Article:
A new parliamentary election will be held in Turkey after the prime minister failed to form a coalition. The snap polls are expected to be on November 1.
In a widely anticipated move, Turkish President Tayyip Erdogan called for a fresh parliamentary election late Monday, after two months of coalition talks failed to produce a coalition government ahead of a deadline.
The former prime minister and founder of the ruling Justice and Development Party (AKP) had already hinted that he wanted fresh polls rather than enter a power-sharing coalition with a second or third party.
While Monday's presidential statement didn't say when the new election would be held, Erdogan had previously said the election should be held November 1.
This follows a June 7 ballot when Erdogan's Islamist-rooted AKP received the largest share of the vote, but lost its overall majority in parliament for the first time since it first came to power in 2002. Much of AKP's ground was lost to a pro-Kurdish party that won a record share of the vote in Turkey's predominantely Kurdish southeast.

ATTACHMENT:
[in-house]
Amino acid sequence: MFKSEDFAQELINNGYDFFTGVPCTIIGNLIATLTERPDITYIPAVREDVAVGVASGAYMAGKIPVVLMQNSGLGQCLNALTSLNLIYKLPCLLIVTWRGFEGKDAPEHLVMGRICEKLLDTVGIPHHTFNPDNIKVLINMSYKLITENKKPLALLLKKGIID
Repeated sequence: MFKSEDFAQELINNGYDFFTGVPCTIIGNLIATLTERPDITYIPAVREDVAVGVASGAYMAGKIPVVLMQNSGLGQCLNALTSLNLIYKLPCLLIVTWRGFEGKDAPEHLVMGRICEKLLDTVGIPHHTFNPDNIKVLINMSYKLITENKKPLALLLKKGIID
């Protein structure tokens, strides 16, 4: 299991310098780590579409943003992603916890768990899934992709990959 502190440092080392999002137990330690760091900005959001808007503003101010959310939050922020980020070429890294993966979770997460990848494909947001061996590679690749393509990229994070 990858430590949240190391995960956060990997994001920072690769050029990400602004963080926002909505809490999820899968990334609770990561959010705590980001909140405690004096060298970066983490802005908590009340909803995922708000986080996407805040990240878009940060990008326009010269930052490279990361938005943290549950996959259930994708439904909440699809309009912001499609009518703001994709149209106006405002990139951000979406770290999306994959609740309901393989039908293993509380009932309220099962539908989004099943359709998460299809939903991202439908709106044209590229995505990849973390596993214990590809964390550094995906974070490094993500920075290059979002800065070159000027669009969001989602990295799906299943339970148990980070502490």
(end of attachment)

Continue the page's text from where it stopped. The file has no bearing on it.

Failed coalition talks
Ahmet Davutoglu, who succeeded Erdogan as prime minister after he became president, tried unsuccessfully to form a coalition government, holding talks first with the Republican People's Party (CHP), which came in third in the June election, and later with the third-placed Nationalist Movement Party (MHP).
The prime minister, who set the stage for the snap election by handing back his mandate to form a government to the president earlier this week, is expected to be tasked with forming an interim administration.
Erdogan could have used his presidential powers to give the leader of the CHP the opportunity to form a government, but elected to call the snap polls instead. Erdogan, who says he wants to change the constitution to strengthen the role of the president, is likely banking on the AKP recovering its parliamentary majority in the snap election.
Deadly violence increases
But it's not clear that will happen. Uncertainty abounds as the Turkish military is involved in an air campaign both against the Kurdistan Workers' Party (PKK) and "Islamic State" militants.
An increase in violence between security forces and Kurdish militants as well as economic troubles in which the Turkish lira has dropped to record lows against the dollar, means instability that could backfire on the president and his former party.
Add the fact that hundreds - mostly security forces and militants - have been killed since July in renewed conflict between the PKK, Erdogan's 2 1/2-year-old peace process with Turkey's Kurdish minority is in tatters which analysts say could also punish his political allies at the polls.
jar/jil (dpa, AFP, AP, Reuters)